How to Design an Effective Gift Card Incentive Program
One of Canada’s best places to work reflects on their unique gift card incentive program—a key strategy for celebrating and rewarding its 130 employees
By Michelle Warren
At Ariad Communications in downtown Toronto, employee engagement is a top priority. The company is recognized as one of Canada’s Best Places to Work—five years running—and their unique gift card incentive program is a key strategy for celebrating and rewarding its 130 employees.
“We provide an opportunity for peers and managers to recognize each other for really good work—there is tremendous value in that,” says Ariad president Michael Beckerman, adding the company experimented with financial gifts, spot bonuses and handing out gift cards ad hoc. “Those were well received, but we felt we could do something better, more customizable and special.”
Ariad teamed up with Mississauga, Ont.-based Samba Rewards International to design a gift card incentive program, focusing on experiences that appeal to everyone from adrenaline junkies to foodies. Recipients are recognized at the company's monthly town hall meeting. More companies are recognizing the benefits of gift card incentives. According to the Incentive Research Foundation’s report, Ten Trends for Merchandise and Gift Card Programs in 2015, almost 50 per cent of planners are increasing budgets and per person spending is up: More than half will spend in excess of $100 and 30 per cent in excess of $300 per person.
It’s a significant investment and an effective program requires time and effort. There is no one-size-fits-all-approach, says Samba’s Douglas Garcia. “In every company the target demographic changes a bit and that impacts the type of program.”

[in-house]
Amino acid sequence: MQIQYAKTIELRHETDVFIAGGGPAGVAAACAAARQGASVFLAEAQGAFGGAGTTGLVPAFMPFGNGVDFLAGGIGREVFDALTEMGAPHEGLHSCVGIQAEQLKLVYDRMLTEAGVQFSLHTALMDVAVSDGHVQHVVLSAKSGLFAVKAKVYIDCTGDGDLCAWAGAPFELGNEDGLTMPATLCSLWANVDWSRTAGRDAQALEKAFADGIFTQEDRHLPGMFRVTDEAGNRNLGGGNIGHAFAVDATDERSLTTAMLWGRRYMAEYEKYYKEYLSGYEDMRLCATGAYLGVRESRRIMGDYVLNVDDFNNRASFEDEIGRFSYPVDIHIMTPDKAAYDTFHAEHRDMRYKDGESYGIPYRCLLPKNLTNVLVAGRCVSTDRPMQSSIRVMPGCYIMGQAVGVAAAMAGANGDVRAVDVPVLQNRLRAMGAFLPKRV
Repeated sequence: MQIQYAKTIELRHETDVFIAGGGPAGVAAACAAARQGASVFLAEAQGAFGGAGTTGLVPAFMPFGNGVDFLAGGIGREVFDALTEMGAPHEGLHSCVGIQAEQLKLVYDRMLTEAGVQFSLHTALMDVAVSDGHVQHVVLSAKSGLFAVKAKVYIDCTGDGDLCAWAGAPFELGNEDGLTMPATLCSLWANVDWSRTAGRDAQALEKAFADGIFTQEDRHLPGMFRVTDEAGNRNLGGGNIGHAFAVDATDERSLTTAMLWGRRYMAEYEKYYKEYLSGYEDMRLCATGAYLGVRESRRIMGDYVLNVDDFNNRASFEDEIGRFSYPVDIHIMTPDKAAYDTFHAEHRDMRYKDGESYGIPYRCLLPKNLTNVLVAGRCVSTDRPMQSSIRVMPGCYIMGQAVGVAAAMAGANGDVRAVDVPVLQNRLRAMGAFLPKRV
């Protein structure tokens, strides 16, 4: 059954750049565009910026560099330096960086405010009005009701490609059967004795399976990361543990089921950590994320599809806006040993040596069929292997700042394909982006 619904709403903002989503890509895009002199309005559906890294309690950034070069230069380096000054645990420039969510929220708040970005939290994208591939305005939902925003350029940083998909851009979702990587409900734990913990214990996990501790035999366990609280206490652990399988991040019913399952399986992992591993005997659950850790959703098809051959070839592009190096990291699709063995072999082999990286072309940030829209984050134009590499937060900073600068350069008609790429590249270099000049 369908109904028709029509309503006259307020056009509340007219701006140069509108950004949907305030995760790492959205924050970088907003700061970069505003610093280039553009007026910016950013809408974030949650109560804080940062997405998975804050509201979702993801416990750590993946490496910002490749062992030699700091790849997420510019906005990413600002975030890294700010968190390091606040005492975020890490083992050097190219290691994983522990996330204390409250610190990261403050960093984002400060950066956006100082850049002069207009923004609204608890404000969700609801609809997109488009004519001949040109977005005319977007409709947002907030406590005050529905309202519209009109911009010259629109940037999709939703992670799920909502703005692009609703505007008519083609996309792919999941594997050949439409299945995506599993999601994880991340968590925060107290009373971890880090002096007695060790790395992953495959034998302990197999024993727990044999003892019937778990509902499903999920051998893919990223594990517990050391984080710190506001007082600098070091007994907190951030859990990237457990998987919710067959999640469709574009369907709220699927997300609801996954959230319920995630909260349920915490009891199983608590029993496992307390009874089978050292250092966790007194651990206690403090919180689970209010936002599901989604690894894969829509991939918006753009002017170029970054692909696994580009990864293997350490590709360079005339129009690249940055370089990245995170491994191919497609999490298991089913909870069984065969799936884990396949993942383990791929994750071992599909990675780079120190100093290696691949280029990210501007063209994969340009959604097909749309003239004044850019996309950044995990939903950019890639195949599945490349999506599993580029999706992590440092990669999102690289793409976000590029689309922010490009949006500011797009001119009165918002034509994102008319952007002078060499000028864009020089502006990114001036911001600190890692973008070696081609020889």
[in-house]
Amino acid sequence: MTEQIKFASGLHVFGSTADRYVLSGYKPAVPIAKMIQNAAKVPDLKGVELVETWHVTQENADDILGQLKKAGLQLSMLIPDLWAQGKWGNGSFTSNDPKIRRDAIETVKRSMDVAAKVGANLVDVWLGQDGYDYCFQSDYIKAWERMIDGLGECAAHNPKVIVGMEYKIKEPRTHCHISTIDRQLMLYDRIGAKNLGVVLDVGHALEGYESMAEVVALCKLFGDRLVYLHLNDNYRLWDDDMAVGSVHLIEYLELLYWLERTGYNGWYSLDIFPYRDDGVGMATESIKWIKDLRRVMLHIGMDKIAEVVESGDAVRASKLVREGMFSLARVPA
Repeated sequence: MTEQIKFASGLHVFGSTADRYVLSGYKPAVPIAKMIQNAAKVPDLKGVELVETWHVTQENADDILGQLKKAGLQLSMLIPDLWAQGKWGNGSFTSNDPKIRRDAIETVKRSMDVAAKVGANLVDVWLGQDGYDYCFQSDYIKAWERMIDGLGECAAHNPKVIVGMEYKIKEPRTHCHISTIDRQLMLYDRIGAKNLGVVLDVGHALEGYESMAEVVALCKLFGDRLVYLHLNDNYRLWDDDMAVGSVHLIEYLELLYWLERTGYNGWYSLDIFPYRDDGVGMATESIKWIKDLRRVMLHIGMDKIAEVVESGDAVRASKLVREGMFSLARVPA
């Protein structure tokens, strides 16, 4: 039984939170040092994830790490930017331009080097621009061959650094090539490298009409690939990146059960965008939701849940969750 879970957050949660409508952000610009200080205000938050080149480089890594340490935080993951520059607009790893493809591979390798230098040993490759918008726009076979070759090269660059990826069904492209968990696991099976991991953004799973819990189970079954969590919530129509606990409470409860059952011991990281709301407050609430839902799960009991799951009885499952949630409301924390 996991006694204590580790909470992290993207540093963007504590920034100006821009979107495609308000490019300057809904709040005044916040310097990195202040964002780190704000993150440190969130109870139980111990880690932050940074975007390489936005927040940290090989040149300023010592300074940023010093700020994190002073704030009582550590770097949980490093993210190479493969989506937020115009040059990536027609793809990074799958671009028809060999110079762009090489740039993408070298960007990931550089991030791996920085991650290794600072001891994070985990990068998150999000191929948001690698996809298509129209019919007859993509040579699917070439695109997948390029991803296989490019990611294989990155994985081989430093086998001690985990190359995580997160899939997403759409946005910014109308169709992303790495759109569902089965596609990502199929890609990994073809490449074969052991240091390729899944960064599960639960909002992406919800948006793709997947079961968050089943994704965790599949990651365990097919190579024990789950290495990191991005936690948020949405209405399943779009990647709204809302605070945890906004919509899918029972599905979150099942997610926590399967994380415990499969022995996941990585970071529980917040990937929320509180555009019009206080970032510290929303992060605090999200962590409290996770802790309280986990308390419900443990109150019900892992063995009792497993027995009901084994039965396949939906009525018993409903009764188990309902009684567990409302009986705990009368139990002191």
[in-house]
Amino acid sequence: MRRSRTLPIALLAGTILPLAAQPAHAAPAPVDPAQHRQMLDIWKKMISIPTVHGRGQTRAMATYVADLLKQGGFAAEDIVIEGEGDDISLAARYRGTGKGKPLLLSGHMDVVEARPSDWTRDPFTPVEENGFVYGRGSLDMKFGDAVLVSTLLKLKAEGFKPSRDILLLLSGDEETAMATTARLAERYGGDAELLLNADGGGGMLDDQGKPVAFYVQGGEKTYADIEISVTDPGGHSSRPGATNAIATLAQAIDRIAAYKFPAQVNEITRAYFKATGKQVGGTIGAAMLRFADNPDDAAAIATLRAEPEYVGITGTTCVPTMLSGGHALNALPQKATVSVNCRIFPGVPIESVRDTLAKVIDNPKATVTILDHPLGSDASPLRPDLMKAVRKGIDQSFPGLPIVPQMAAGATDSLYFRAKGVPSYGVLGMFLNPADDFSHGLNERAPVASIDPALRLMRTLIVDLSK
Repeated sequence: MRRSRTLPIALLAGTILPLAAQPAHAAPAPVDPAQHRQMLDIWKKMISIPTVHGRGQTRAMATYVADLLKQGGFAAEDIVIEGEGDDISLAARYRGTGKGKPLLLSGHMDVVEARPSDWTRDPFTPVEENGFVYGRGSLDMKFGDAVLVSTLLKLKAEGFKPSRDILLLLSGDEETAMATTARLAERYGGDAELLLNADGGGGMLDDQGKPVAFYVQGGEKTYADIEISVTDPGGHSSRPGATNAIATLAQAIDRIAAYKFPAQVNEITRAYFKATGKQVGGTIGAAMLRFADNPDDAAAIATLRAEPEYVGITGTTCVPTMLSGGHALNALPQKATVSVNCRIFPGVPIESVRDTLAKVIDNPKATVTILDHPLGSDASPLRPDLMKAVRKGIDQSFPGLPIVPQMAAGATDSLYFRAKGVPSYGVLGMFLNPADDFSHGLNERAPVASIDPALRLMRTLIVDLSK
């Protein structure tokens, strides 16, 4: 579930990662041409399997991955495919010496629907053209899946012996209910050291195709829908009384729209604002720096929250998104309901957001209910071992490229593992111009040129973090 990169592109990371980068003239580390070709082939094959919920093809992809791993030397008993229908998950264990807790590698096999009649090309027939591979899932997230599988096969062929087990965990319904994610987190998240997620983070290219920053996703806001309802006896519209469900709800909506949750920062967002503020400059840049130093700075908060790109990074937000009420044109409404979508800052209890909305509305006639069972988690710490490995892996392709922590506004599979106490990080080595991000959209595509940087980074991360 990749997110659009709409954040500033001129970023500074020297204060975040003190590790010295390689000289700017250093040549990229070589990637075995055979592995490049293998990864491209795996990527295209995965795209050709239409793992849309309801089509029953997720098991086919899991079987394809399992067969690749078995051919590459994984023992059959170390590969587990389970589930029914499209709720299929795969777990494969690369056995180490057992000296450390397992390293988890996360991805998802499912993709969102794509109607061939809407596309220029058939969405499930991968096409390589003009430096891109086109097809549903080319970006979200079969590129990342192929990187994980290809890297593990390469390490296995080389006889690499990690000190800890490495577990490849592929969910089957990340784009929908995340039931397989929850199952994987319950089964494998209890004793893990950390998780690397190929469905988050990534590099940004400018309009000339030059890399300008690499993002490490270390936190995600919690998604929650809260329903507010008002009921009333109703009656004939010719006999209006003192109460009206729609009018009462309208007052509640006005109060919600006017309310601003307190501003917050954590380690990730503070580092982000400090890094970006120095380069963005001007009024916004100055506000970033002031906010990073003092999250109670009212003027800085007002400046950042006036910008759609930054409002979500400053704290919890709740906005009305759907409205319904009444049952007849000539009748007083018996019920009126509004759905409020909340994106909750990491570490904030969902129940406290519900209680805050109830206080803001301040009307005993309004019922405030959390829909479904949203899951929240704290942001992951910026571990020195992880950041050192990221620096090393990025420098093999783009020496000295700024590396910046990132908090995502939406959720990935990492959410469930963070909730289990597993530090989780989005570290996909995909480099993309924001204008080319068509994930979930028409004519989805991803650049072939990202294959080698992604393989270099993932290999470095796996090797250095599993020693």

What to consider when developing a gift card program:
• Examine your audience, determine what is meaningful to the group and define what the company wants to achieve. “We normally take a consultative approach to help planners get the answers to these questions,” says Samba Rewards International's Douglas Garcia.
• Create a strategy for communicating to staff, ensuring a fair system for awarding and distribution and measuring effectiveness.
• Customize rewards. Garcia says a key motivator is enabling participants to choose the gifts they want.
• Consider working with an incentive company. “It was totally turnkey for us,” says Ariad's Michael Beckerman. “Samba does a good job of aggregating their buying power and they made it really easy for our employees to use.”
• Incorporate a social-media style recognition platform. Ariad operates an employee portal where it celebrates recipients and invites employees to post photos of their experiences.
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